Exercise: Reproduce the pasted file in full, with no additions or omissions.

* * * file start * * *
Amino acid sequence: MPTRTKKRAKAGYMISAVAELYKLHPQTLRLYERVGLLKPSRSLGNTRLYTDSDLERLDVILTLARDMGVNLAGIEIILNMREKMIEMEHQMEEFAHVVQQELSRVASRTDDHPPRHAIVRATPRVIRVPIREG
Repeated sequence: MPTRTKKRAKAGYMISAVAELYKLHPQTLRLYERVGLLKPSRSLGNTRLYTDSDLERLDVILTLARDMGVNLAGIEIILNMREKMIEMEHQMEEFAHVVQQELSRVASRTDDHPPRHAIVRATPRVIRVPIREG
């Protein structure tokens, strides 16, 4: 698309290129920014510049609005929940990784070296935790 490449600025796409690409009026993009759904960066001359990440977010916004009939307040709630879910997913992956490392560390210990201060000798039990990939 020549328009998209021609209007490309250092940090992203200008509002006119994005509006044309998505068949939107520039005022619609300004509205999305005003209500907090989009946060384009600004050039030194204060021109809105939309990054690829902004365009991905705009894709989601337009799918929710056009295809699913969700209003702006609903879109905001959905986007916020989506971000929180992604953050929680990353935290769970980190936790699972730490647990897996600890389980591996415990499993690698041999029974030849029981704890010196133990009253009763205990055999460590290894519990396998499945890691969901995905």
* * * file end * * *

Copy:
Amino acid sequence: MPTRTKKRAKAGYMISAVAELYKLHPQTLRLYERVGLLKPSRSLGNTRLYTDSDLERLDVILTLARDMGVNLAGIEIILNMREKMIEMEHQMEEFAHVVQQELSRVASRTDDHPPRHAIVRATPRVIRVPIREG
Repeated sequence: MPTRTKKRAKAGYMISAVAELYKLHPQTLRLYERVGLLKPSRSLGNTRLYTDSDLERLDVILTLARDMGVNLAGIEIILNMREKMIEMEHQMEEFAHVVQQELSRVASRTDDHPPRHAIVRATPRVIRVPIREG
């Protein structure tokens, strides 16, 4: 698309290129920014510049609005929940990784070296935790 490449600025796409690409009026993009759904960066001359990440977010916004009939307040709630879910997913992956490392560390210990201060000798039990990939 020549328009998209021609209007490309250092940090992203200008509002006119994005509006044309998505068949939107520039005022619609300004509205999305005003209500907090989009946060384009600004050039030194204060021109809105939309990054690829902004365009991905705009894709989601337009799918929710056009295809699913969700209003702006609903879109905001959905986007916020989506971000929180992604953050929680990353935290769970980190936790699972730490647990897996600890389980591996415990499993690698041999029974030849029981704890010196133990009253009763205990055999460590290894519990396998499945890691969901995905």